Normalize Sunscreen on Black Children
The answer to the question, “Do Black children need sunscreen?” is YES! Yes, they do need sunscreen to keep them from burning and to prevent wrinkles later in life but mostly to prevent cancer. An area of the body that burns easily could later in life show signs of skin cancer. We can’t say it enough. Black children need sunscreen! Say it with us, “Black children NEED sunscreen.”
And anyone who gives you a hard time about your child wearing sunscreen, dismiss them and put it on your child and put it on thickly. Skincancer.org states that the recommended amount of sunscreen for the entire body is about a shot glass full, which is one ounce. If you want to be precise, Sunshotz makes a convenient silicone measuring cup to help you apply the perfect amount of sunscreen.
Sunscreen should be used daily, even on overcast or rainy days. The problem here is that white chalky sunscreen will make Black people look ashy, right? Instead, purchase lotions with sunscreen added. Adults can use makeup with sunscreen protection and of course, there are clear spray-on sunscreens.
Also, check out Black Girl Sunscreen, a Black-owned company, theirs does not leave a chalky or purple residue. “The American Academy of Dermatology (AAD) recommends that all kids, regardless of their skin tone, wear sunscreen with an SPF of 30 or higher.” The higher the number of SPF the broader spectrum of radiation it protects you from.
If your children are at the beach or in the pool, make sure the sunscreen is waterproof or water-resistant. As a parent, I like the spray-on misting sunscreen for the body because it’s easy, fast, and clear. And I use a stick sunscreen for the face to cover areas that are easy to burn like the cheeks and nose.
According to the Mayo Clinic, sunscreen is safe to use on babies older than six months. Also, use other preventative methods for babies younger than six months such as protective clothing, hats with brims, long-sleeve swimsuits, floats with shade, and keeping them in the shade when outdoors. “The best practice is to apply 30-minutes before venturing outside to allow the sunscreen to bind to your skin. Reapply every two hours of exposure and immediately after swimming or excessive sweating. Even when it’s cloudy, up to 80 percent of the sun’s UV radiation reaches the earth” (Skincancer.org).
“The American Academy of Dermatology (AAD) recommends that all kids, regardless of their skin tone, wear sunscreen with an SPF of 30 or higher.”
So, the final answer is YES, absolutely yes use sunscreen on your child. The lighter the child’s skin, the likely the higher SPF you will need and use it daily.
Dr. Kemmy’s Recommendations
- Avoid sunscreen in infants. Also, avoid exposing them to direct sunlight. Always cover them up with protective clothing.
- If possible, get physical sunscreen creams or lotions that contain zinc oxide and titanium dioxide. They are less controversial than chemical sunscreens. When powdered and spray formulations of zinc oxide and titanium dioxide sunscreens are used, there is a possible risk of inhalation.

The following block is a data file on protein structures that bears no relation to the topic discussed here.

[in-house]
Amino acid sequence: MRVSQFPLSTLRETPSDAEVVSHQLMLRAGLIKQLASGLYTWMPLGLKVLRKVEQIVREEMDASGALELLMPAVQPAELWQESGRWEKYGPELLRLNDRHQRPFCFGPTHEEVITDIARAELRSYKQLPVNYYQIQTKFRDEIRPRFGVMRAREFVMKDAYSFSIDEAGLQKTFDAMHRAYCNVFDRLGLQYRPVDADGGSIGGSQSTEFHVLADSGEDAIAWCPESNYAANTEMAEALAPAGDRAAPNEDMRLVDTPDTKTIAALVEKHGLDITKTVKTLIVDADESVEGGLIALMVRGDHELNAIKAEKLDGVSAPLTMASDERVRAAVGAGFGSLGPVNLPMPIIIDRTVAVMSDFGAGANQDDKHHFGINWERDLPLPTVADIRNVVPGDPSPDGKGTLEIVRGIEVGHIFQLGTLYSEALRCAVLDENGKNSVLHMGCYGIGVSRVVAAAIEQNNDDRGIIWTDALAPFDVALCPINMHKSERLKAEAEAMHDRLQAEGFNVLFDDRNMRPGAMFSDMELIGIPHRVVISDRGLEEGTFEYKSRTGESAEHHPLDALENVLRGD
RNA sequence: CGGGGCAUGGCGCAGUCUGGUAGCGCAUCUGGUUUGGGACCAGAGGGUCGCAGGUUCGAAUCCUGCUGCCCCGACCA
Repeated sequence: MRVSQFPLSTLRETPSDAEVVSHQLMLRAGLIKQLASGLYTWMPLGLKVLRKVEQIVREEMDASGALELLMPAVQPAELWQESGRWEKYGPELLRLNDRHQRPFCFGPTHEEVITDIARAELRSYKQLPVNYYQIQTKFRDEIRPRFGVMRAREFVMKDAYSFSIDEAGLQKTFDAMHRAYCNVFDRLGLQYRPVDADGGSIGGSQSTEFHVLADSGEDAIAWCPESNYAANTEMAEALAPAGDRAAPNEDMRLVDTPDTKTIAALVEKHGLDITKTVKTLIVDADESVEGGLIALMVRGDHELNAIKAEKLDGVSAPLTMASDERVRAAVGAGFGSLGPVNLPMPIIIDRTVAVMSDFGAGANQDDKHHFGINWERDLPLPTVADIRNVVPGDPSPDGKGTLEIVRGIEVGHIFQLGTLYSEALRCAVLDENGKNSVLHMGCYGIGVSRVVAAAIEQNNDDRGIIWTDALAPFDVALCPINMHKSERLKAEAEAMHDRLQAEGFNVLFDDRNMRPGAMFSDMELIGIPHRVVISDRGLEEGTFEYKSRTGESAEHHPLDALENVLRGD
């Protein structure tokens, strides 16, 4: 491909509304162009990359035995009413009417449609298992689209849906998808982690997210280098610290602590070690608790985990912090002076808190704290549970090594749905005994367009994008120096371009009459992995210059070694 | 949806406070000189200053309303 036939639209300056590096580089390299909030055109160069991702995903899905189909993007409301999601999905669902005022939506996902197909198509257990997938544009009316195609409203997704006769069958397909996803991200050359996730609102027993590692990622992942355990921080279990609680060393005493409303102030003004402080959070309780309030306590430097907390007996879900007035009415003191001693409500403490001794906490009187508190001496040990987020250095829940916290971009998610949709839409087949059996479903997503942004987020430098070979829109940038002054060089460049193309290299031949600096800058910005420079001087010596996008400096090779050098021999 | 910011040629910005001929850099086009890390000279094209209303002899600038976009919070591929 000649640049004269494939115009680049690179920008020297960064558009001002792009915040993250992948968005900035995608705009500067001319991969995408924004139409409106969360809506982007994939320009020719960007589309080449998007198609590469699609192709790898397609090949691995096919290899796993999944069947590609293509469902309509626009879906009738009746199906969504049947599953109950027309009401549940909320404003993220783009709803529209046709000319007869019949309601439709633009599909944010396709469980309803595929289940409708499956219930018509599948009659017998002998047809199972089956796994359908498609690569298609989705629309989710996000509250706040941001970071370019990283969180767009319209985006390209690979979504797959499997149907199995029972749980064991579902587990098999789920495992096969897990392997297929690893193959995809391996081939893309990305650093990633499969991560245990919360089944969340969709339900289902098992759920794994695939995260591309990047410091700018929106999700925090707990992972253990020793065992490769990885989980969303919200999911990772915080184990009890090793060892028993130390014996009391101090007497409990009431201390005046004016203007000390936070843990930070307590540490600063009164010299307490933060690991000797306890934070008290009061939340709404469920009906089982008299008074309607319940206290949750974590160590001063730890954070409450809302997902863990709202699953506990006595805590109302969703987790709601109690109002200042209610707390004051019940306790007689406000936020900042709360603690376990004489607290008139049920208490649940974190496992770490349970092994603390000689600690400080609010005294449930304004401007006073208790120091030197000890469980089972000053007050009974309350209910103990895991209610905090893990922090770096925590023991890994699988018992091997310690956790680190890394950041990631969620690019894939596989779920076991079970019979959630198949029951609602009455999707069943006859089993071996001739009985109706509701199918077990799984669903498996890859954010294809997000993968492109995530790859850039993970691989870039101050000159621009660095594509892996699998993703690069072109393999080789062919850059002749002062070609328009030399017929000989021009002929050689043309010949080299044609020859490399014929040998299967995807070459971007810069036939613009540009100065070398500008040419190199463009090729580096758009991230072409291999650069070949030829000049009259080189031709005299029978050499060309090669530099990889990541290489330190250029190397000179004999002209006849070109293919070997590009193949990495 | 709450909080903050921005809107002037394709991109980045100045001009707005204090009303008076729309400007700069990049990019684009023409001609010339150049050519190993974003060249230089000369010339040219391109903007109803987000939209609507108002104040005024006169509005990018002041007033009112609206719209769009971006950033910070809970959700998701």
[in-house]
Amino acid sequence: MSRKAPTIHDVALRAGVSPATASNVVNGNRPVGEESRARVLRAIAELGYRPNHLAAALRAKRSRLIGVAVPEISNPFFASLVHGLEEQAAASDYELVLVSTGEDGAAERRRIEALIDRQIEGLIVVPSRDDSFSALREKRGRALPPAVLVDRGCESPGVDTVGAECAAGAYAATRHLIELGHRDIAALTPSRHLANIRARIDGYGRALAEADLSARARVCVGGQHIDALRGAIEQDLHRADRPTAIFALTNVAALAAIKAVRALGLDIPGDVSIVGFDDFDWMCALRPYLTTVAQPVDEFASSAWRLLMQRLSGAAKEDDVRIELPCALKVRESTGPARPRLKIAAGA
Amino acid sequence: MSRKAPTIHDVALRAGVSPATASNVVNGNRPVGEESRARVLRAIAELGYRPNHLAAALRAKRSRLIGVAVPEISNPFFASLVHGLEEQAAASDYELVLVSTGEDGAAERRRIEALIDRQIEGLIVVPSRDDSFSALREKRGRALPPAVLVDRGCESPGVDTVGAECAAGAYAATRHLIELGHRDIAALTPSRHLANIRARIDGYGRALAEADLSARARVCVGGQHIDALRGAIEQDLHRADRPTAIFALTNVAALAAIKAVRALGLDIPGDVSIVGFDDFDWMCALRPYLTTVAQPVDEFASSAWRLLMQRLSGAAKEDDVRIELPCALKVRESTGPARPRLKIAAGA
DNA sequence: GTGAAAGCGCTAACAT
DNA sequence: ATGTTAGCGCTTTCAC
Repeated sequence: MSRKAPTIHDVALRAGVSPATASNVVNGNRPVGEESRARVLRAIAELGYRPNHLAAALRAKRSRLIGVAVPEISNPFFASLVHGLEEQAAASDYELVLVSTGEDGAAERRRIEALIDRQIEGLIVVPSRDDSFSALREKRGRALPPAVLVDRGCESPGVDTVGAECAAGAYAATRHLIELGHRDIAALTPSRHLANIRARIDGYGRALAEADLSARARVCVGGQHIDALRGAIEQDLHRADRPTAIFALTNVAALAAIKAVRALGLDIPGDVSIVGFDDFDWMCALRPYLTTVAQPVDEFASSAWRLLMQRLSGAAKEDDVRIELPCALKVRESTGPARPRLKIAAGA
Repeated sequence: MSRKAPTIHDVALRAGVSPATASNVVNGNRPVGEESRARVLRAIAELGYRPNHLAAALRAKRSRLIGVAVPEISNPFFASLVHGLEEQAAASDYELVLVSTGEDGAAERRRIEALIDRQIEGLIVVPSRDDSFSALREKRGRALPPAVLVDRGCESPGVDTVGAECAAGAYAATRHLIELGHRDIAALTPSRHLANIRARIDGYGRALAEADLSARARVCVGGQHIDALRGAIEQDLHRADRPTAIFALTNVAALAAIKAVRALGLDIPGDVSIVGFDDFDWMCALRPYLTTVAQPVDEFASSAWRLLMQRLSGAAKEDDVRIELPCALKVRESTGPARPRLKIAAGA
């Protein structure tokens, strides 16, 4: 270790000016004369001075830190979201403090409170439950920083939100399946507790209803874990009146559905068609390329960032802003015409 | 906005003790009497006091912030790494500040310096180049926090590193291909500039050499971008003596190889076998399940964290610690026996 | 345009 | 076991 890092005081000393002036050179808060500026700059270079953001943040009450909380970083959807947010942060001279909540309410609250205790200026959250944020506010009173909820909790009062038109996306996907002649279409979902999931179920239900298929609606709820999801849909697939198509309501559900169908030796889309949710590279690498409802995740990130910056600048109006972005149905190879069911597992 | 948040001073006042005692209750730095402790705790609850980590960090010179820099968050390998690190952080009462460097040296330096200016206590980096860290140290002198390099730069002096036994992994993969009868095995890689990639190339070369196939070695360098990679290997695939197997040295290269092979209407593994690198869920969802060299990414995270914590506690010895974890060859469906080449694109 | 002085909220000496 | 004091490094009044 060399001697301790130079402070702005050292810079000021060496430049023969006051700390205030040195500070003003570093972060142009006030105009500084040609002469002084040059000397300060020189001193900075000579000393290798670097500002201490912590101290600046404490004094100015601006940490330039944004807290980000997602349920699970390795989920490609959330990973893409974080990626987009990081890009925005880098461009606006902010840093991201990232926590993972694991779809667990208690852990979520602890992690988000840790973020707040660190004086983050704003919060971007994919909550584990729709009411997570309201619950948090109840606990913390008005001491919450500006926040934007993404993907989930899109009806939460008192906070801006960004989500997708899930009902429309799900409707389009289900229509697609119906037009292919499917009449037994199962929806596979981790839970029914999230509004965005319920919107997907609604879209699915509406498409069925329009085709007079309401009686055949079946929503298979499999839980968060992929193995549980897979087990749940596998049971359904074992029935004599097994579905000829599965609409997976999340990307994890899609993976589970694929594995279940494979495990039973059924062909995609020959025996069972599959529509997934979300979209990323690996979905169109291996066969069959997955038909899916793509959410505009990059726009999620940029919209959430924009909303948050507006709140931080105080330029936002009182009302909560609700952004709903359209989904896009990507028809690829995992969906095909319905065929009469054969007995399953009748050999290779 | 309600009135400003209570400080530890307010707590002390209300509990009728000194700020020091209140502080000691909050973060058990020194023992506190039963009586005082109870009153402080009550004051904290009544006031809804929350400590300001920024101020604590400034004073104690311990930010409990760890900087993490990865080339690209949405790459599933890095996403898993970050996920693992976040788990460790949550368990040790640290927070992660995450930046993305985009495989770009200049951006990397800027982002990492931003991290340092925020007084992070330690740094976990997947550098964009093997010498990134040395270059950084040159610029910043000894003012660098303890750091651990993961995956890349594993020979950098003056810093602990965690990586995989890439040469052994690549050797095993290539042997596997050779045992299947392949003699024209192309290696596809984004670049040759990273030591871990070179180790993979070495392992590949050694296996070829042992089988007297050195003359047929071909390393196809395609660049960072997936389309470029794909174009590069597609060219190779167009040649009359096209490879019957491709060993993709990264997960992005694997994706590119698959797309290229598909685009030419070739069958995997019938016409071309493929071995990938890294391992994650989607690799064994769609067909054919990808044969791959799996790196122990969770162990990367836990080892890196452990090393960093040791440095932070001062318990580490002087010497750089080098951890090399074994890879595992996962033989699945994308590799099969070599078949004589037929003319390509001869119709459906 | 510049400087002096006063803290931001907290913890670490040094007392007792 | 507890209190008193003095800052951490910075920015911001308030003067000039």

- Cover up: Put sunglasses on your child when out in the sun. Use hats, shirts, shorts, and pants to provide protection from UV rays. Extra bonus if you buy clothing with built-in UPF protection.
- Avoid letting your child go out in the sun during peak periods of UV radiation. They can go outdoors in the late afternoon or the early morning when the sun is lower and the UV rays are less harmful.
- Seek shade: stay under umbrellas, picnic tables, trees, etc.
- Reapply sunscreen, especially when kids are sweating a lot or doing water activities.
- If you are near water (beach, a pool, pond, etc.) or at a high elevation, consider more sun protection. Water and snow reflect back UV rays. UV rays are also more potent at higher elevations.
engage with us on social media
Journalist and CEO of Successful Parenting Media
Janice Robinson-Celeste started her journey with a degree in education. She became the early childhood specialist and parent educator for Children’s Hospital of Philadelphia and for the Philadelphia Child Guidance Center. This is where she began her formal career of public speaking. Robinson-Celeste was with African American Women on Tour and has traveled nationally speaking to parents and professionals at various expos, and includes Disney as a client. She has been a director of NAEYC accredited childcare centers and a multimedia news journalist covering the education beat.
Later, she founded Successful Black Parenting magazine, obtained her M.B.A., and won several awards, including one from Allstate as a Woman of Triumph, alongside Patty LaBelle. She was a journalism professor for Hofstra University in New York, taught multimedia to teens at several high schools, and is a contributing writer for The Huffington Post. In addition, she won a Sara Award for her work from Women in Communications, the Benjamin Franklin Technology Award, and an Apex Award for her multimedia talent. She is a best-selling author of several parenting and children’s books. Robinson-Celeste held the title of Mrs. NJ United States (2015) and is currently the executive producer of Ethnic Animations, as well as the publisher of Successful Black Parenting. She resides in Los Angeles with her dog, Gigi.